NIH $5M Grant Supports Testing Computer-aided Way of Early Diagnosis

NIH $5M Grant Supports Testing Computer-aided Way of Early Diagnosis
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The National Institutes of Health (NIH) has awarded a $5 million grant to researchers investigating whether an artificial intelligence tool might improve the accuracy of diagnosing Parkinson’s disease at its early stages.

Early diagnosis is challenging due to the overlap of Parkinson’s motor and non-motor symptoms and those of two related neurodegenerative disorders, multiple system atrophy parkinsonian variant (MSAp) and progressive supranuclear palsy (PSP).

“What is new is the use of artificial intelligence for predicting the type of Parkinsonism,” Angelos Barmpoutis PhD, an associate professor and coordinator of research and technology with the Digital Worlds Institute at the University of Florida (UF), said in a press release.

“In order to train a computer to identify Parkinsonism, we need to teach it using a lot of data. One solution for that is crowd sourcing — going around to different institutes that have patients and asking them to contribute to this big project. We try to collect as many data points by creating what I believe is one of the largest databases for this particular type of diagnosis,” he added.

About 58% of  Parkinson’s cases are reported to be accurately diagnosed at early stages, affecting disease management and patient prognosis for those who are not.

“One of the critical needs in the Parkinson’s field is to be able to accurately diagnose patients in the early stages, including differentiating between types of Parkinsonisms,” said Michael Okun, MD, chair and professor of the UF’s department of neurology and executive director of the Norman Fixel Institute for Neurological Diseases at UF Health.

“This project is a huge step forward as, if successful, we will have developed a reliable marker for different forms of Parkinsonism. We will be able to use this marker to test new therapies stuck in the development pipeline,” he added.

The researchers previously developed a non-invasive MRI imaging technique, called diffusion-weighted MRI, that quantifies whether free water molecules accumulate in certain brain areas, namely the substantia nigra — an area involved in motor control and affected in Parkinson’s — that could provide a way to track brain damage like neurodegeneration.

Their technique was validated  in a large international study in patients, showing that diffusion-weighted MRI could help distinguish between people with Parkinson’s and those with MSAp and PSP.

Now, the team will create a web-based software tool to evaluate MRI scans in patients through the Parkinson Study Group, a North American network of clinician-researchers working with Phase 2 and 3 trials in parkinsonism. Patient recruitment is schedule to start this summer across 19 clinical sites in the U.S. and two in Canada.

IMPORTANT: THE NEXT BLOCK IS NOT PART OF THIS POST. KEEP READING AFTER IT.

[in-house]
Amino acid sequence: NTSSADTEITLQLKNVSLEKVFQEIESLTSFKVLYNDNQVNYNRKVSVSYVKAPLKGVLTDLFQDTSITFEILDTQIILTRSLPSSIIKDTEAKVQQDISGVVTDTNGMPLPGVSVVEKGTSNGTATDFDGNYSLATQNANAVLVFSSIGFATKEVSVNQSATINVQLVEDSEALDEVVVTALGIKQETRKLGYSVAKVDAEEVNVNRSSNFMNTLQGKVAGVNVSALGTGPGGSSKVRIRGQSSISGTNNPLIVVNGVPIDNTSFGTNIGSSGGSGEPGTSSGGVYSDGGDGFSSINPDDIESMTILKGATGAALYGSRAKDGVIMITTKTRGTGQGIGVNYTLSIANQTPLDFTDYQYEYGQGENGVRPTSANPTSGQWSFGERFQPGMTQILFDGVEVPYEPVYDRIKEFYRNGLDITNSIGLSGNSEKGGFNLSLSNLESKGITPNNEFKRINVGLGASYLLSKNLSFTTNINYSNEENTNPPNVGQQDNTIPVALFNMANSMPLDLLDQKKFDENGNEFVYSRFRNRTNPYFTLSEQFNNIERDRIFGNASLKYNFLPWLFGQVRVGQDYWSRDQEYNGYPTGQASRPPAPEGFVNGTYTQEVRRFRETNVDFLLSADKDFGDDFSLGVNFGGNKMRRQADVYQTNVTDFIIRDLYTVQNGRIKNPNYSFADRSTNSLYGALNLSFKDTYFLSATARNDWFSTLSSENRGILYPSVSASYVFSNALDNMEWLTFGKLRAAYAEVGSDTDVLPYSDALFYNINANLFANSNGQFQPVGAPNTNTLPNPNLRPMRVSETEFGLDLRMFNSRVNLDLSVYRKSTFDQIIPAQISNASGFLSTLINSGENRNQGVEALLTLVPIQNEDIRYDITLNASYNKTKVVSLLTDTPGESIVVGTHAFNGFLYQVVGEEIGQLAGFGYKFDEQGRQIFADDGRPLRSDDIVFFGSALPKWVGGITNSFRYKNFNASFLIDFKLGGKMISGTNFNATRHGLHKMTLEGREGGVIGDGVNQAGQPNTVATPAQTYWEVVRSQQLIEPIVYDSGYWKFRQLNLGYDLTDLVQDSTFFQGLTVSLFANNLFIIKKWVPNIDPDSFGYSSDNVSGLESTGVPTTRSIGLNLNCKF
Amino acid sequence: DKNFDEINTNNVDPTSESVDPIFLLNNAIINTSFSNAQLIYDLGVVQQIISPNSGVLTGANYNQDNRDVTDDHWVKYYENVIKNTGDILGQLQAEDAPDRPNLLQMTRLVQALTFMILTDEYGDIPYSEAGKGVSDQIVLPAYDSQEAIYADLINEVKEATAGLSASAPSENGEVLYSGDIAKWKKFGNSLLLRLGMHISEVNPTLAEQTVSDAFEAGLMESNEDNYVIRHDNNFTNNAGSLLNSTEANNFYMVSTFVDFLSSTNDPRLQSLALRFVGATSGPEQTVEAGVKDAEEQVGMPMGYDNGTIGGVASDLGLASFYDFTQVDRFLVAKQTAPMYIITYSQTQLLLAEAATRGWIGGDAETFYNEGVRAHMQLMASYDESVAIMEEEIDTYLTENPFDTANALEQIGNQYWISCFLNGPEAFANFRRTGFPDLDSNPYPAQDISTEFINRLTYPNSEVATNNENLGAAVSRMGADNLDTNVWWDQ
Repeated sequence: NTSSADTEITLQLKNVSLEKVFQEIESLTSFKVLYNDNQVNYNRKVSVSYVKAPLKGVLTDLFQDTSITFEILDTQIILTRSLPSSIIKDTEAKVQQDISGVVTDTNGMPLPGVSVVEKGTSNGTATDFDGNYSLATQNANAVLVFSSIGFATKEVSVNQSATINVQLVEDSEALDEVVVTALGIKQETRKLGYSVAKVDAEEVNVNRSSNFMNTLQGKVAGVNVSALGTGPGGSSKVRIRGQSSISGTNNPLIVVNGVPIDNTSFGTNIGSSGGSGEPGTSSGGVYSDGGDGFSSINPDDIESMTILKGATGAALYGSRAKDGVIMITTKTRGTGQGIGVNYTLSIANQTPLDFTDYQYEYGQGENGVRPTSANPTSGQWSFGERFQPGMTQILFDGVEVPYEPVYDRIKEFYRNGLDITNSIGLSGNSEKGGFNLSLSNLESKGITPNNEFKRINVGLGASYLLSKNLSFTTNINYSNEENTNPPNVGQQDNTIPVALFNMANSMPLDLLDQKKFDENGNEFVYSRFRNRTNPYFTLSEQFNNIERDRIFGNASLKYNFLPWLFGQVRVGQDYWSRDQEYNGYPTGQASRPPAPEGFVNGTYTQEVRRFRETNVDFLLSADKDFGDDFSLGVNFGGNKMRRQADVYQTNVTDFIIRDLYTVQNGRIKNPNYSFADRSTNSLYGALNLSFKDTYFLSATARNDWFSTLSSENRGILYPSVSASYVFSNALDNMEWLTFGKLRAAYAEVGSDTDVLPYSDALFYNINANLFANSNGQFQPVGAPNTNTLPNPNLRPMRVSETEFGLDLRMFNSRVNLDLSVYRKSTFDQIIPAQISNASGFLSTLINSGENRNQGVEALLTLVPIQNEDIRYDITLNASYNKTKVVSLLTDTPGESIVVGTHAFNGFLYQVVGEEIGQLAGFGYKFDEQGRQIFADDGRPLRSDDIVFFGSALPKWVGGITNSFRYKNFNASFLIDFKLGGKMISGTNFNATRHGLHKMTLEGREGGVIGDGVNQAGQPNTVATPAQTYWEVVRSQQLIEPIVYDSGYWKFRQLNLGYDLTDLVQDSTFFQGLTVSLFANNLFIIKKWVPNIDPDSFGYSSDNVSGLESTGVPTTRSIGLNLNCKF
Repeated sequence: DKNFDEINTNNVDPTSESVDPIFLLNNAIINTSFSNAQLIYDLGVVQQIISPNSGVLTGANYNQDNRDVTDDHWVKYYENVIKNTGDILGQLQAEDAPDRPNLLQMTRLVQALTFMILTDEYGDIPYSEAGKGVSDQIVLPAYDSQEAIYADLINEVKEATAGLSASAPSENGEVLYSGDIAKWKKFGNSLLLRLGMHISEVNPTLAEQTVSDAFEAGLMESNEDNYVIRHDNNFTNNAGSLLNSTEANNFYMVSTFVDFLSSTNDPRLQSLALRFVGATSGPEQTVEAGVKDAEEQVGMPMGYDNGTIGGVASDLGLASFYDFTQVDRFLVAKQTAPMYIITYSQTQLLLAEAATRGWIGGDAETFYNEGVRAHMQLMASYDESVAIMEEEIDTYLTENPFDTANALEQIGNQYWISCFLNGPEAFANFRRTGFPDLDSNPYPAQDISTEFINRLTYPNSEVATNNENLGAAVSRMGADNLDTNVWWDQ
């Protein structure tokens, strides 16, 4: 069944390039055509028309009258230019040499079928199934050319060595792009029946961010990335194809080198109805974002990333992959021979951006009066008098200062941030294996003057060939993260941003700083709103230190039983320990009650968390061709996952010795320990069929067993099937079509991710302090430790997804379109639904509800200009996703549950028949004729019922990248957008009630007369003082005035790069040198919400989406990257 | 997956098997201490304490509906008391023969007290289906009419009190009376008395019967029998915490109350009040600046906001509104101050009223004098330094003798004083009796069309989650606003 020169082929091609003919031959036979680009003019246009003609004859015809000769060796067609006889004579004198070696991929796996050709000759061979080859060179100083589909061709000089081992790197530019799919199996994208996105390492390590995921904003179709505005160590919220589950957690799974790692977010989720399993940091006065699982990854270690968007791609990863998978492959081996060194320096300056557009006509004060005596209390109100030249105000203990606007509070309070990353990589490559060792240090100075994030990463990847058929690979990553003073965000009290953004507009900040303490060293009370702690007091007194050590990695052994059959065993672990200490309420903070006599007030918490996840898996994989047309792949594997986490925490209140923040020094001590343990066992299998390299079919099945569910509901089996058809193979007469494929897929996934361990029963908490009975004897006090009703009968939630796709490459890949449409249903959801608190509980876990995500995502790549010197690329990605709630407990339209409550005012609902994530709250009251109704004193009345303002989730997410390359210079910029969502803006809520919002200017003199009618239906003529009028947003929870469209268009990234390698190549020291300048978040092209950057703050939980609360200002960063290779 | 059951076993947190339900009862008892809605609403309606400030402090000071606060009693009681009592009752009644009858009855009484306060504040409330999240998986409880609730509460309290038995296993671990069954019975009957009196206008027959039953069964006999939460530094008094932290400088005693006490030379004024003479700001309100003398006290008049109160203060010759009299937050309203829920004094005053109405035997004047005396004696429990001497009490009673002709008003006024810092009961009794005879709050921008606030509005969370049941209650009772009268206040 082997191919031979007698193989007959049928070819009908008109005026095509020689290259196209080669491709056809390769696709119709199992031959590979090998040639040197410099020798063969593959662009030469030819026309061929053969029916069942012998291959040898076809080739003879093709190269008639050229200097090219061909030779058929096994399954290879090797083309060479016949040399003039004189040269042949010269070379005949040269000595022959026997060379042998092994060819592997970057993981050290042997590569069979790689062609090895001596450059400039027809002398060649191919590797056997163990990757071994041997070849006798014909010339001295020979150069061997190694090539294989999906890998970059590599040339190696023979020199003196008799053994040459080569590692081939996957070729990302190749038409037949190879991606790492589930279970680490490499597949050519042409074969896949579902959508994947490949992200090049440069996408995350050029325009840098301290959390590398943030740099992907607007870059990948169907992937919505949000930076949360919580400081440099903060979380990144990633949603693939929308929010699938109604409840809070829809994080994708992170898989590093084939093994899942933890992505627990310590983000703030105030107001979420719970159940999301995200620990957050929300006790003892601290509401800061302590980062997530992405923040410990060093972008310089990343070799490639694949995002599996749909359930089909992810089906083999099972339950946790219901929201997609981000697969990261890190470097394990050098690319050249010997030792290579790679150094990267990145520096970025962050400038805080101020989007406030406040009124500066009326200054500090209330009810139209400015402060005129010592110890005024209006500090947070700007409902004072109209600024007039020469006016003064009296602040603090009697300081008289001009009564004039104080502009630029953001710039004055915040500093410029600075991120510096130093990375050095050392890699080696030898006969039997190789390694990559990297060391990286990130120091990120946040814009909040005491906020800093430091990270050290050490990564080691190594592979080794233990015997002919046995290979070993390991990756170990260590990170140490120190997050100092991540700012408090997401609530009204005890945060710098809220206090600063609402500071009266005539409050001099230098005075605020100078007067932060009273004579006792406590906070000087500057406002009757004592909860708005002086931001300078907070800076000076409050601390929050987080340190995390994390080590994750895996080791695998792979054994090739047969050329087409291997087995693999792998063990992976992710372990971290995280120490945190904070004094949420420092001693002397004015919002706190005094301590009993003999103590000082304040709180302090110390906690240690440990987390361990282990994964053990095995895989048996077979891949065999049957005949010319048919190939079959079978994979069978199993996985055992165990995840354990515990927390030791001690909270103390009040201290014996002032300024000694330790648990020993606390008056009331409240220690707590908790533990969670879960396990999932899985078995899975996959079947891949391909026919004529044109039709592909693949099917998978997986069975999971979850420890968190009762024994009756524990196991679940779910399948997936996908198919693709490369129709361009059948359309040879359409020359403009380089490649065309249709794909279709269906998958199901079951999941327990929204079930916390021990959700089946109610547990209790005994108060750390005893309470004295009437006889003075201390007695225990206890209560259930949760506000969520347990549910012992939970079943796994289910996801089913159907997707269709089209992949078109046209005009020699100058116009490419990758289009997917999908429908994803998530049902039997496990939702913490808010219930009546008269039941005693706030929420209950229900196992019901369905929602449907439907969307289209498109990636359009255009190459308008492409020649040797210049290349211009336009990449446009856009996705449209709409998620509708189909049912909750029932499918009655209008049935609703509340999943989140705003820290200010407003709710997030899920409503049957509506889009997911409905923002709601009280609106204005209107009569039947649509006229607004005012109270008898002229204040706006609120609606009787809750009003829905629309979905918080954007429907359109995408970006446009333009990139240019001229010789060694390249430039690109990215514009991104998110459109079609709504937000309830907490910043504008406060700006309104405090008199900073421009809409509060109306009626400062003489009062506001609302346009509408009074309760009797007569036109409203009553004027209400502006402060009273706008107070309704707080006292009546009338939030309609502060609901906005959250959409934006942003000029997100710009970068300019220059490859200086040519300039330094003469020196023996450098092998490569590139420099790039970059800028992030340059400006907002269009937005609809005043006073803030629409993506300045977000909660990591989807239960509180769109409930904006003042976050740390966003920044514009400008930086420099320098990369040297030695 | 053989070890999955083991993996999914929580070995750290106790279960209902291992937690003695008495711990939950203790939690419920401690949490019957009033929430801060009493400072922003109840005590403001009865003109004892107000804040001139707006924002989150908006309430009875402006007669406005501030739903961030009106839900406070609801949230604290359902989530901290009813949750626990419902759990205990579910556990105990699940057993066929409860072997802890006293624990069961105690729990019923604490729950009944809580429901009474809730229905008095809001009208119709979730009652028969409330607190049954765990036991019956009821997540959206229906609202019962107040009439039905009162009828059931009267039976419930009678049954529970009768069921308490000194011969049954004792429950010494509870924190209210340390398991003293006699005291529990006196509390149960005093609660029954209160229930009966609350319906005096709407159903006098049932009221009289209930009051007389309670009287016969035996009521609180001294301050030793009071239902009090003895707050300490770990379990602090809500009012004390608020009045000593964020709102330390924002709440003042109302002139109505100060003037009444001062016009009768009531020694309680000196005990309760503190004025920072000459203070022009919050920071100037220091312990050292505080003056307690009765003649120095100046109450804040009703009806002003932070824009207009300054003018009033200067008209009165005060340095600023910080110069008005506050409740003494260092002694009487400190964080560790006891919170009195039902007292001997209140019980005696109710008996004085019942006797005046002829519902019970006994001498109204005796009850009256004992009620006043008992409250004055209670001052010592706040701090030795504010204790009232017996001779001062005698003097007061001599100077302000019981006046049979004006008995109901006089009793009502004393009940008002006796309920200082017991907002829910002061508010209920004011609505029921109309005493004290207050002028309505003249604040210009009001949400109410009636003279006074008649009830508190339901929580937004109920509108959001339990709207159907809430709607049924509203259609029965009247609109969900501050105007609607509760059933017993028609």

Testing of the artificial intelligence (AI) tool will take place at these sites, and include MRI images from 315 patients. Physicians at the study sites will upload these MRI scans, all taken at a first (baseline) visit for each participant. The computer-based algorithm will then analyze the scans and establish a diagnosis, which will be compared with the clinical diagnosis given each person. Two neurologists specialized in movement disorders will also assess a patient’s clinical history and video recordings to evaluate each diagnosis.

Patients will be re-evaluated 18 months later to confirm their diagnosis.

Researchers hope to develop a tool that will aid doctors in establishing an accurate and early diagnosis of Parkinson’s and of atypical parkinsonism, MSAp and PSP.

“This isn’t going to replace the physician’s decision making; it’s just meant to be another tool in their toolkit,” Vaillancourt said. “The goal is that clinical trials will be better because they will focus on specific variants. Patients will be able to know their diagnosis earlier.”

If study results are promising, the researchers will ask the U.S. Food and Drug Administration to approve the tool for use in clinically diagnosing these diseases.

“This will hopefully translate into better therapies available sooner for those with Parkinson’s disease and Parkinsonisms,” Okun said.

Patricia holds a Ph.D. in Cell Biology from University Nova de Lisboa, and has served as an author on several research projects and fellowships, as well as major grant applications for European Agencies. She has also served as a PhD student research assistant at the Department of Microbiology & Immunology, Columbia University, New York.
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Ana holds a PhD in Immunology from the University of Lisbon and worked as a postdoctoral researcher at Instituto de Medicina Molecular (iMM) in Lisbon, Portugal. She graduated with a BSc in Genetics from the University of Newcastle and received a Masters in Biomolecular Archaeology from the University of Manchester, England. After leaving the lab to pursue a career in Science Communication, she served as the Director of Science Communication at iMM.
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Patricia holds a Ph.D. in Cell Biology from University Nova de Lisboa, and has served as an author on several research projects and fellowships, as well as major grant applications for European Agencies. She has also served as a PhD student research assistant at the Department of Microbiology & Immunology, Columbia University, New York.
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